Many thanks for the comprehensive reply Brad, I appreciate the guidance right now. It’s been a confusing time, charting this course away from art and design. I understand what you’re saying, makes a lot of sense. So essentially a brush-up and good understanding of the front end and various concepts is needed, but you don’t think I need to go top to bottom. I’m pretty relieved to hear that.

So you’re also saying that fCC isn’t a one-stop shop and I need to get broader knowledge. I’ve subscribed to codecademy as well now (plus several YouTube channels and will take the PCEP cert), and I am looking at requisite frameworks I’ll need to implement for each language and field. I’m also looking at data structures and algorithms and supplementary training in other CS concepts on coursera to try to round out the training and Cory Althoffs’ the self-taught programmer. Plus GIT and version control training as well.

Looking at focussing on paths more, as you’ve suggested, I’m watching jobs at ESA as they drop and reading through general and specific requirements now. Absolute wealth of information there from technical and behavioral competencies etc. brilliantly useful working backwards like that. Seems I might need to add MATLAB amongst a bunch of other frameworks and skills depending on which way I go.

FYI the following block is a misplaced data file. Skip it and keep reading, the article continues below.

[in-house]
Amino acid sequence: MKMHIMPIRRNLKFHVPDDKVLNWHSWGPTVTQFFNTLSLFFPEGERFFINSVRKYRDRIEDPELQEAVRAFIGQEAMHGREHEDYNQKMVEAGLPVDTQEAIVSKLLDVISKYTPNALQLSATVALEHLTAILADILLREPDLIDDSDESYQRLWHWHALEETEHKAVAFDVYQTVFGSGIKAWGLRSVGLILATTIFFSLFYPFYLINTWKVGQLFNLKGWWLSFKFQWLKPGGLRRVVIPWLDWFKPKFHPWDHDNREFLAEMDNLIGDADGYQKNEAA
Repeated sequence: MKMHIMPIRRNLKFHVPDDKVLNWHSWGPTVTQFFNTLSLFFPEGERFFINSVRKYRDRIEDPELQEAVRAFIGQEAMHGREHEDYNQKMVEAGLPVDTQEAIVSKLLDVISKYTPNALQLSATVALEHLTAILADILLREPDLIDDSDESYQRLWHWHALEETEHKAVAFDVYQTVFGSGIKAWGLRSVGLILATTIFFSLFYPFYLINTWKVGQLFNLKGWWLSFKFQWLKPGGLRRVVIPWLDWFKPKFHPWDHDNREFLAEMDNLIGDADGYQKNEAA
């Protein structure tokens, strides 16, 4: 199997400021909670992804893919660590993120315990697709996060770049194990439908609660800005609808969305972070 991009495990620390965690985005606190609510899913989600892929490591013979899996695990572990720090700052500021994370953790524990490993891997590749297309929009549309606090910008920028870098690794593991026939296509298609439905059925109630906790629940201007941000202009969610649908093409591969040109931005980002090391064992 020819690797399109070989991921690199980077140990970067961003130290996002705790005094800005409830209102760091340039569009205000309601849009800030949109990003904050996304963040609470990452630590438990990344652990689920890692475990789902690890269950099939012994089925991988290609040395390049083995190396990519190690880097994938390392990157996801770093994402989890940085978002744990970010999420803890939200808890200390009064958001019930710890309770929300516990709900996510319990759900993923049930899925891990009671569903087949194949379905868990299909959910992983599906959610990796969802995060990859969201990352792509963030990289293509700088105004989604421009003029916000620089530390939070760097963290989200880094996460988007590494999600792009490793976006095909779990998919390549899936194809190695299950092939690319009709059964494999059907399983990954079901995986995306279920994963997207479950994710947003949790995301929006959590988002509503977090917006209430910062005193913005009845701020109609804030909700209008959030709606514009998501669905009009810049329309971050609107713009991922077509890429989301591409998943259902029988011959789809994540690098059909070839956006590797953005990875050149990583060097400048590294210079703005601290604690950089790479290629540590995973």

If you think I’ve missed any broad strokes, good books or subjects I need to focus on, do let me know, and I’ll add them to the training regimen.

Again, let me stress how much I appreciate you taking the time out to help mate.

Hi @lasjorg many thanks for the reply. It sounds like you agree I should jump to the relevant Python sections as well and carry on also. I appreciate the advice and confirmation mate.

Seems I’ll do just that then. I’m hoping it’s not going to be too difficult to add more syntactically complex, lower level OOP languages later after I’ve learned Python. From what I’ve heard working with devs in the past, once you understand how to learn and develop with one, you understand how to learn new ones easier? I’m hoping so.

Again many thanks’ fella.


Hoping to be as helpful to others as I can, I found this MIT Open Course Ware site with free, and seemingly comprehensive at first glance, high quality courses and was keen to share.

This is going to form the guide or backbone of my studies supplementing everything I do here and on codecdemy (foundational study). Bringing it all together, hopefully. There is even a MATLAB course.

Colour me excited. :slight_smile:

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Hi @samhakem !

MIT opencoursweare is a great resource.

You might look into their intro to computer science course.

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Hi @jwilkins.oboe

Many thanks for the link, certainly serendipitous timing considering my previous post!

Cheers for the info. :slight_smile:

Something else I found that people might find particularly useful, I think, is the below link. I’m not knowledgable enough to fully vet the information yet, but from what I can tell based on my research, this appears to be a brilliant find to help me close up any remaining gaps in my training.

Maybe you can help verify its usefulness? Essentially, I’m trying hard to put together a lean, highly relevant self-taught CS syllabus with the languages and focusses I’ve decided to pursue that also give me a rounded CS foundational understanding.

Hope it helps someone else out there too.